Mondrian hits the nail on the head. Even though he made this painting 76 years ago, it still captures perfectly the impression and the feeling I had walking through Manhattan. While the overall geometry appears, at first, orderly and helpful for guidance, the bright glaring colour contrasts disorient the viewer. There is no point of focus, so the eye moves restlessly along the lines, up, down, to the side, from one rectangle to the next. There are no details distinguishing one line or crossing from the other, no clue as to where exactly you are right now. It almost appears as if the colourful squares are moving, just like the stream of cars and pedestrians pushing endlessly through the streets in all directions.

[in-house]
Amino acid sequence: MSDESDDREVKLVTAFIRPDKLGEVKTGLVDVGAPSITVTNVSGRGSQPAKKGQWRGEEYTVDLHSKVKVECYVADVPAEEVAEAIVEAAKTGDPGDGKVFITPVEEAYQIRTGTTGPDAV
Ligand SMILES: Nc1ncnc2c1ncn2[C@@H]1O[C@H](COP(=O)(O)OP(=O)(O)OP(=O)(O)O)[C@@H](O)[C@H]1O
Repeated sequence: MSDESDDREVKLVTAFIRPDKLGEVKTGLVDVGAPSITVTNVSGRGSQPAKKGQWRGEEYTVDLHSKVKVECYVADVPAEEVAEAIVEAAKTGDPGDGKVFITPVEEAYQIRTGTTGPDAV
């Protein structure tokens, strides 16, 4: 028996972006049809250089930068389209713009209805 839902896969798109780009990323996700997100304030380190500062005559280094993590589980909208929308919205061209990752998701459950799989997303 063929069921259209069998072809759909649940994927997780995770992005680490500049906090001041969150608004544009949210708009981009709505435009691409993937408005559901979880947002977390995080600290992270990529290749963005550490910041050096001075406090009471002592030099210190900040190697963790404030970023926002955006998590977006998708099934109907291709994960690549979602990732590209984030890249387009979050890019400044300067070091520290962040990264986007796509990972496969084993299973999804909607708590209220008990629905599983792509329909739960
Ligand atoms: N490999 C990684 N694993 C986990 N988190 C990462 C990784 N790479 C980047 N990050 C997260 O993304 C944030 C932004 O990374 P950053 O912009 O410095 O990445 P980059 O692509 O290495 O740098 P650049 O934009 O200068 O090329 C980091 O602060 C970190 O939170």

The brightness of the canvas and especially the almost biting yellow remind me of the flashy advertisements and colourful signs popping up all over the place, the traffic lights, the many different people crowding the place.
In some ways the city seemed so surreal to me that it is really best captured in an abstract painting.
Artwork: Piet Mondrian, Broadway Boogie Woogie, 1942. Seen in MoMA.